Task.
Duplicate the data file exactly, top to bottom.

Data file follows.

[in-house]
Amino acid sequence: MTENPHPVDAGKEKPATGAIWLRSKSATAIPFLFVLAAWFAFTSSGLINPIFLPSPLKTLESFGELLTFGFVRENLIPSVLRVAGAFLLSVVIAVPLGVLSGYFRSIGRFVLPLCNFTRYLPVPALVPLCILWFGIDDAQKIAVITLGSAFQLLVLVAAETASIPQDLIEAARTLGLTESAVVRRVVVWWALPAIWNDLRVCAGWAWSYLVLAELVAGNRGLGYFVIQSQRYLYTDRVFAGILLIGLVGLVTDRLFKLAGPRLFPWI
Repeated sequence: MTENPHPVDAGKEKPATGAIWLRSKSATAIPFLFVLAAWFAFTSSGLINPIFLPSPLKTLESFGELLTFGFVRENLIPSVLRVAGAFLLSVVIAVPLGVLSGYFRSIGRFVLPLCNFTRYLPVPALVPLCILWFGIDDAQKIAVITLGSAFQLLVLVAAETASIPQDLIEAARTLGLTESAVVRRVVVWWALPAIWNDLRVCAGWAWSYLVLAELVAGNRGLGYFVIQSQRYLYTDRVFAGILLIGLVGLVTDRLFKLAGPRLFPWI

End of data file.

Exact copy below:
[in-house]
Amino acid sequence: MTENPHPVDAGKEKPATGAIWLRSKSATAIPFLFVLAAWFAFTSSGLINPIFLPSPLKTLESFGELLTFGFVRENLIPSVLRVAGAFLLSVVIAVPLGVLSGYFRSIGRFVLPLCNFTRYLPVPALVPLCILWFGIDDAQKIAVITLGSAFQLLVLVAAETASIPQDLIEAARTLGLTESAVVRRVVVWWALPAIWNDLRVCAGWAWSYLVLAELVAGNRGLGYFVIQSQRYLYTDRVFAGILLIGLVGLVTDRLFKLAGPRLFPWI
Repeated sequence: MTENPHPVDAGKEKPATGAIWLRSKSATAIPFLFVLAAWFAFTSSGLINPIFLPSPLKTLESFGELLTFGFVRENLIPSVLRVAGAFLLSVVIAVPLGVLSGYFRSIGRFVLPLCNFTRYLPVPALVPLCILWFGIDDAQKIAVITLGSAFQLLVLVAAETASIPQDLIEAARTLGLTESAVVRRVVVWWALPAIWNDLRVCAGWAWSYLVLAELVAGNRGLGYFVIQSQRYLYTDRVFAGILLIGLVGLVTDRLFKLAGPRLFPWI